Until the tenant gives you vacant possession (with or without court enforcement officers), he, not you, is the legal owner of that property, which means no one else may enter, far less live there, without his consent (or in this case, the consent of his lodgers, as he has granted them a licence), and any money he is given by the lodgers is his money, unless again he consents otherwise, just as your mortgage lender wouldn't be entitled to take money from your bank account if you were in arrears without a court order. The law is in many ways on the side the tenant, even a bad tenant, unfortunately.

by Kate Mellor

18:11 PM, 28th July 2016, About 5 years ago

I have to agree with Mandy. Your current tenant has a cast-iron contract granting him exclusivity over the property and you can't make changes to that without his express consent. If he doesn't expressly agree to adding the lodgers to the AST then you will first need to legally end his tenancy and issue a new one. The ending of a tenancy has a very specific definition in law and is not simply accomplished by the expiration of either the minimum term, or the notice period given using a section 21 notice for example...

by Gary Dully

9:23 AM, 29th July 2016, About 5 years ago

The cost mentioned of £2000 is just ridiculous.

Firstly, you need to issue a Section 8 notice on YOUR tenant.
To do so, I would register a membership on Pims.co.uk and ask Richard the owner to advise you on the process.
(Other sites are available)

That web site is made for DIY evictions and is well worth the money. This site is brilliant as well, but I'm trying to save you money.

Serve notice and wait for any reaction from your tenant.
Next reassure his sub tenants that you won't force them out and they only need to give him notice of 1 rental period as they are really licencees, at which point they can apply to be your tenant with an AST. ( if you want them to stay).

Stick a max of 4 on one AST, after their notice has expired and they have sent back their keys to him.

Do the right to rent checks etc and get them and you on a sound insurance footing.

Stop dithering and get it done, fast!

Richard will talk you through PCOL etc. (Possession Claim On Line) and CPR (civil procedure rules).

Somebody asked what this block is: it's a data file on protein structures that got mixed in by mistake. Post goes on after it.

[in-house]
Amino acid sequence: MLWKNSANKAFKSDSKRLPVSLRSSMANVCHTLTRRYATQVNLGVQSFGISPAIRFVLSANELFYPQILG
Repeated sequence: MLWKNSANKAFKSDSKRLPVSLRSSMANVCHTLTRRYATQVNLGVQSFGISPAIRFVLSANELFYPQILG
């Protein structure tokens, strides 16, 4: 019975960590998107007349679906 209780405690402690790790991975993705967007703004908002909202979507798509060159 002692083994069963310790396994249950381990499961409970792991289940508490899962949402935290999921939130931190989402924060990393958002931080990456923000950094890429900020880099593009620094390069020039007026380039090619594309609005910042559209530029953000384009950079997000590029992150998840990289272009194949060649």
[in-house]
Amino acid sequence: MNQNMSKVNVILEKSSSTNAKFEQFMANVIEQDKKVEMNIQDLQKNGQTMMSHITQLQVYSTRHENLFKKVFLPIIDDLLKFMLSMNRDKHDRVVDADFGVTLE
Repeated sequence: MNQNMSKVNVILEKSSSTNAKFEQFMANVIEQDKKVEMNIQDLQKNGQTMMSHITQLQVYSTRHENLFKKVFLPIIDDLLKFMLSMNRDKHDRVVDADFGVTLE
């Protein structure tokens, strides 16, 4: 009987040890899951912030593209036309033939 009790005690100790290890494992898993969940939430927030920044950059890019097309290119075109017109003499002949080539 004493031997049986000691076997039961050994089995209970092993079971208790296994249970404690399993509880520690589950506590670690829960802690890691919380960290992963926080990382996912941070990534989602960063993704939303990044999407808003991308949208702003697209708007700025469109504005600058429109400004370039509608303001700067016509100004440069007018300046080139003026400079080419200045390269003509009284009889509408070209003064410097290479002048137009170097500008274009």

by Colin McNulty

15:51 PM, 1st August 2016, About 5 years ago

Reply to the comment left by "Michele Brown" at "27/07/2016 - 22:09":

> "The letting agents are telling me that the house does not come under the HMO bracket as it is not 3 stories high or have 5 bedrooms"

I don't believe your agents have correctly informed you.

Your property is a HMO if it has 3+ unrelated people living there forming 2+ separate households and the people living there share basic amenities, e.g. a kitchen and/or bathroom.

That has nothing to do with licensing.

If you have a HMO (as defined above) you are required to meet the HMO rules, e.g. a 5 yearly electrical safety check (something that's not a legal requirement for single lets), fire doors, protected escape routes etc.

If you have a HMO *and* additionally there are 5+ occupants (not bedrooms) over 3+ floors, then you will also require a license from the council.

Note that obtaining a license is separate to your requirement to meet the basic fire safety regulations of a HMO. The difference is now the council will come and check you've done it properly.

See here for more details:

http://england.shelter.org.uk/get_advice/private_renting/about_private_renting/houses_in_multiple_occupation_hmo

by Dover Letting Agent

14:26 PM, 5th August 2016, About 5 years ago

If you take rent from your tenants lodgers, you have basically issued them with a tenancy??????? Also do they have a right to rent in this country? which carries a £3000.00 fine and as MIke rightly said you could creating a unlicensed HMO. To avoid this Landlords should do regular inspection on their properties at least every 3 to 4 months.

My best advice would be to instruct a Solicitor to gain possession and start again.

by Kate Mellor

15:02 PM, 5th August 2016, About 5 years ago

Reply to the comment left by "Dover Letting Agent" at "05/08/2016 - 14:26":

A new tenancy with the sub-letters can't be created by any means if there is already an existing valid AST in place with the original tenant surely?

Also, as the Head Tenant has sub-let making him the lodgers landlord then I would have thought that he was responsible for doing right to rent checks?